How to avoid burnout and stay energized when you work in hospitality
Some people plan out their vacations months in advance. Others don’t use half the vacation days offered by their employers. Whether you’re someone who loves vacations or someone who lets vacation days slide, an occasional change in your routine is a necessity for performing well at your job, avoiding burnout, and staying motivated every day.
Not sure if you’re burned out and ready for your next vacation? Watch for these signs that you're overdue for a break:
1. Your customer service are skills waning
Being courteous toward guests and your fellow employees is expected in any hospitality position. You’ve learned to keep your cool through many potentially infuriating guest complaints. So if you find yourself feeling consistently grumpy at work—or worse, letting the people around you see how irritable you are—you’re likely due for a break.
2. You’re exhausted
Of course, long shifts can be tiring for anybody, and you may consider feeling fatigued at the end of a busy night to be a normal part of your job. But if it’s been ages since you slept a full seven hours and just the thought of returning to work makes you tired, it’s probably time to take a few days off.
3. You have trouble paying attention to details
If you no longer notice or care about the details of your work, that’s another sign of burnout. For example, a guest might ask for a king-size bed, but you shrug it off and assign a room without checking if the bed is queen-size or king-size. Disregarding details like that can lead to significant errors, unhappy guests, and disciplinary action from your manager, so take this warning sign seriously.
4. It’s been forever since you last saw your friends or family
Hospitality jobs are time-consuming and it can be tough to find time for friends and family, especially if you work nights or double shifts. Sometimes, taking time off work is the only way to keep in touch with someone you normally don’t get to see, like a friend who works the opposite shift or a relative who lives in another state. If it’s been too long since you last talked to the people who matter to you, a vacation is in order.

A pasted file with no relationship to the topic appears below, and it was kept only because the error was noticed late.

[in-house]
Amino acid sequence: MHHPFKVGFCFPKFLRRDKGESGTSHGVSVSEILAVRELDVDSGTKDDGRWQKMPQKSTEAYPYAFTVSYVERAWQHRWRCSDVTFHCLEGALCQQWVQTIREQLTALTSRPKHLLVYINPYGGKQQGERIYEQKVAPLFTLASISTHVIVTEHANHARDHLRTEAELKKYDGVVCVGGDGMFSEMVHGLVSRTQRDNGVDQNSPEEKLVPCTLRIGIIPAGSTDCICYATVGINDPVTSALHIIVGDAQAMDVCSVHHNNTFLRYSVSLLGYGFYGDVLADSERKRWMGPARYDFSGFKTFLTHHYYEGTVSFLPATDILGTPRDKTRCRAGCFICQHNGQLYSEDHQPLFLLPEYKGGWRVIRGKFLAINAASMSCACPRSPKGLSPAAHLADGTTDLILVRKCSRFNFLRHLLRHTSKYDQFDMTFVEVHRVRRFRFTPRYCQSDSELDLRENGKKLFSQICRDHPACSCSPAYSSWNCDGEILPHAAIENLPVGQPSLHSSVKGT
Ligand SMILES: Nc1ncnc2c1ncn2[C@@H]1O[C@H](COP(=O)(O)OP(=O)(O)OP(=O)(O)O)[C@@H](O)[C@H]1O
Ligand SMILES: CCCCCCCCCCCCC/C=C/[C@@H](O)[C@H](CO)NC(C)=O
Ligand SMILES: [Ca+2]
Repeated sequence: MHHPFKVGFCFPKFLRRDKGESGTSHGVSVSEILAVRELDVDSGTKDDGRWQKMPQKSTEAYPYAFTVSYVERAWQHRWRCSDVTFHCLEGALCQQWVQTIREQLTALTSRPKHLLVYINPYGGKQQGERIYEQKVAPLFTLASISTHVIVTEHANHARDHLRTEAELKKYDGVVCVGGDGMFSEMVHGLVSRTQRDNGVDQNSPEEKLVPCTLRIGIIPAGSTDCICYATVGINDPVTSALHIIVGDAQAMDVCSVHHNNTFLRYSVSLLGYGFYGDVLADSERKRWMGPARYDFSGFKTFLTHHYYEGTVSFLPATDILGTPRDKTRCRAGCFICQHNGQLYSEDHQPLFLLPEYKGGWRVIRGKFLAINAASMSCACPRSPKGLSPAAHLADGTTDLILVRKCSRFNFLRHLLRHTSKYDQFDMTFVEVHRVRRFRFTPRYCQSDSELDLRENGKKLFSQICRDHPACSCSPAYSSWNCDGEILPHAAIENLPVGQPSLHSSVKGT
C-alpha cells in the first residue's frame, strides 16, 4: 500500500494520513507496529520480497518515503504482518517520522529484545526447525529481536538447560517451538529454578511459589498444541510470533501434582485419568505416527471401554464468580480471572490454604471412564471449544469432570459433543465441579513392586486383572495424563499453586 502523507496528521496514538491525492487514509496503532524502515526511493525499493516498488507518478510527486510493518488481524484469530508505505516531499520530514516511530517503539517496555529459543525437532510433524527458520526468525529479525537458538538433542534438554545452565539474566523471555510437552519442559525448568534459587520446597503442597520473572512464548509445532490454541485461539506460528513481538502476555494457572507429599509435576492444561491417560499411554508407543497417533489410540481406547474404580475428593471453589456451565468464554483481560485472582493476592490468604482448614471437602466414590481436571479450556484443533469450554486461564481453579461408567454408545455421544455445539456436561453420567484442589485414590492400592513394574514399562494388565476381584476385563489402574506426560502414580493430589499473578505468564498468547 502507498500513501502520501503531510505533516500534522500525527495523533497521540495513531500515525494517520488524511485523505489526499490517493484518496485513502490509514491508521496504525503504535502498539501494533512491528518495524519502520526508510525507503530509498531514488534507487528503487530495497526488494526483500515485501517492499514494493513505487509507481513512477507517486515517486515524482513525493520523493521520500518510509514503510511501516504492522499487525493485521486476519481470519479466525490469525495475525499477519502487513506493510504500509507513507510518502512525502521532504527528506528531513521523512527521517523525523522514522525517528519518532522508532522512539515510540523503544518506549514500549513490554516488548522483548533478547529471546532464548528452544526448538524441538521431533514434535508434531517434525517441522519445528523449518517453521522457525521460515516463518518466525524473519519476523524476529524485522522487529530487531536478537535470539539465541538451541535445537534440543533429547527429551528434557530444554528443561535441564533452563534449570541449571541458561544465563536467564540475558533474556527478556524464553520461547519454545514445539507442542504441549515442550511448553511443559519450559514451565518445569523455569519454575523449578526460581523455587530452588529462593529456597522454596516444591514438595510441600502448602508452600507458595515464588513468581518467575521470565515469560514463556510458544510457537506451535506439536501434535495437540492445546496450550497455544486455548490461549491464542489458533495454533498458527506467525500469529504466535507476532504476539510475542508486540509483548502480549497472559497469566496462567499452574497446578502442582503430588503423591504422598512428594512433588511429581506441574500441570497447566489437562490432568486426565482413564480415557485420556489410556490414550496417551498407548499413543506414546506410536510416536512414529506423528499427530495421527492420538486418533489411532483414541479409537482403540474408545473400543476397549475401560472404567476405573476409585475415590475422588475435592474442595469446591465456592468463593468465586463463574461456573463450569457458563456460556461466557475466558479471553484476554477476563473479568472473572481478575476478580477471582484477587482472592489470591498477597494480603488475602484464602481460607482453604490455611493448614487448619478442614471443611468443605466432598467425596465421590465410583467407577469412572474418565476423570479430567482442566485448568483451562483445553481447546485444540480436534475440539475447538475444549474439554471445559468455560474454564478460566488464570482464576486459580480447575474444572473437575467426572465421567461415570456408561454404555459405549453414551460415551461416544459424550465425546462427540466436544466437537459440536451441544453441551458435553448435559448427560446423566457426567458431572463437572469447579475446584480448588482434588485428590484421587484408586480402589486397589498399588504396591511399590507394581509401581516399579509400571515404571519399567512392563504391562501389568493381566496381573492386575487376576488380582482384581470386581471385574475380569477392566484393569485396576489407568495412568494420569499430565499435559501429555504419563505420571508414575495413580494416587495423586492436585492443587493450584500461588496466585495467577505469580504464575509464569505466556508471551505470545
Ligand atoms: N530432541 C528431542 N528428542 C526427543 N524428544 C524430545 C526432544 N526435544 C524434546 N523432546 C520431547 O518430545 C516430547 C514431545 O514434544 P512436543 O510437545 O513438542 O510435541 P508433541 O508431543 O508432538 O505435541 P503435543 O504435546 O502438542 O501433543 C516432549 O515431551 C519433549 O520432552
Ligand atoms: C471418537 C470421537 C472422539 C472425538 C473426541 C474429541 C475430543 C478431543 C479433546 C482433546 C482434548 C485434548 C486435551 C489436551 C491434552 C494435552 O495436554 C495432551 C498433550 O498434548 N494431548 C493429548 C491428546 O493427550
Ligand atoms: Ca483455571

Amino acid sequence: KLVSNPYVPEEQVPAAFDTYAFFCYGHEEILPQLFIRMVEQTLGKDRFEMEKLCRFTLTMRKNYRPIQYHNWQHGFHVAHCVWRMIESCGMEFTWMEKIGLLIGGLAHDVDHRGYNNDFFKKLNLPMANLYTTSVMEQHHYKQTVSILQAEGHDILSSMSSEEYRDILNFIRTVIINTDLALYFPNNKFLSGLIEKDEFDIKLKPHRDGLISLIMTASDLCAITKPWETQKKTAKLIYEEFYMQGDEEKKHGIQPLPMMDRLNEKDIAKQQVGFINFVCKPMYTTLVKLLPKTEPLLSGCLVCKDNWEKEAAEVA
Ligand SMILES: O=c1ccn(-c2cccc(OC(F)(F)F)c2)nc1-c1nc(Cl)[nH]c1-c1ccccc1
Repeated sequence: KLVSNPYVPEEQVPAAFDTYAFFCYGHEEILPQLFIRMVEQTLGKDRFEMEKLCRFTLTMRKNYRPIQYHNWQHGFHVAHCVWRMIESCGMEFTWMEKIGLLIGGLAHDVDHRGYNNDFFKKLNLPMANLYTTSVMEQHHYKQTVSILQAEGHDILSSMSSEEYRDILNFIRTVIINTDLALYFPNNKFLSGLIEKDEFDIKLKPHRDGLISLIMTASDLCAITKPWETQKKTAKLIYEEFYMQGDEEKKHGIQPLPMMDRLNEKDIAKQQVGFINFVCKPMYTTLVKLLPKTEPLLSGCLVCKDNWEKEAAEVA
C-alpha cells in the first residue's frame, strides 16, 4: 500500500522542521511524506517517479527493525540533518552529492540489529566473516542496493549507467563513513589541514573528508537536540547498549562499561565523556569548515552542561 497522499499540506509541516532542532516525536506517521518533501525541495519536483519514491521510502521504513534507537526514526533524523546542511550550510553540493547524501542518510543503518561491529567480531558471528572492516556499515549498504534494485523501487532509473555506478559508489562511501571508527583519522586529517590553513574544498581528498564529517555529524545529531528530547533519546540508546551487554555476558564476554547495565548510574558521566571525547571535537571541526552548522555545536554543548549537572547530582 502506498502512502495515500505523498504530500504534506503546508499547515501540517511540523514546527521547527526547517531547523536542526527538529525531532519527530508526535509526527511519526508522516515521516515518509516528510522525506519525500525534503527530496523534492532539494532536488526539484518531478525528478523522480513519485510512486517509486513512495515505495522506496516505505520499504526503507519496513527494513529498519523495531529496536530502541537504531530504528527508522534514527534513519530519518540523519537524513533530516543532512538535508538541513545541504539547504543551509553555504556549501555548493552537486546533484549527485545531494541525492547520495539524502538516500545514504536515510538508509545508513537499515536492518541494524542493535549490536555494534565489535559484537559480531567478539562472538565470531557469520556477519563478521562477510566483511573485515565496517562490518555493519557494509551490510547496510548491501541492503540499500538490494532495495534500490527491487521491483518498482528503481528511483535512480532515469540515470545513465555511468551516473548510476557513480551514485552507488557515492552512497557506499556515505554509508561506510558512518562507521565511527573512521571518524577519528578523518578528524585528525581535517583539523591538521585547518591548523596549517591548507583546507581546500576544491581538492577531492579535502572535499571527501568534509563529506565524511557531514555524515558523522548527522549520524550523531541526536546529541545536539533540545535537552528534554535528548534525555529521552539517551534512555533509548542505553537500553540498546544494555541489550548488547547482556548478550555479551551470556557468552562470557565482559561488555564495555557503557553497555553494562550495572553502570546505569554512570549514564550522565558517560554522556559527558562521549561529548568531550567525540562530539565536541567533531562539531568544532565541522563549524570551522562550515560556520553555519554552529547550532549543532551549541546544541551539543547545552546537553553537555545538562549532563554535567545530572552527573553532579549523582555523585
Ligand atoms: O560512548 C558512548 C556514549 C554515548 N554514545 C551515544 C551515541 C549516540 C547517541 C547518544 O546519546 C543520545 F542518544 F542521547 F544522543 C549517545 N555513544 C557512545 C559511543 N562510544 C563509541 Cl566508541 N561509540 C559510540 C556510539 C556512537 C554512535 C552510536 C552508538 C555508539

5. You can’t remember what it’s like to be a guest
Part of providing stellar service to guests is empathizing with them and understanding how it feels to be dining or lodging away from home. In order to do that, you should have a fairly recent memory of a time when you were a guest—like a visit to a coffee shop or an overnight stay in another city. If you’ve been working round the clock and haven’t traveled or dined out lately, it’s time to take a break and experience the industry from the guest’s perspective.
6. You’re uninspired
When you accepted your current job, why was it a better choice than the other options? What did you love about the job on your first day? If you can’t enthusiastically answer those questions and you don’t feel any of your original motivation, that’s a sign that you could use some time away from work. After taking a step back from your workplace stressors, you may find that you love your job again after all. And if not, a break from your routine can be the catalyst for reevaluating your work situation and finding a new position that inspires you.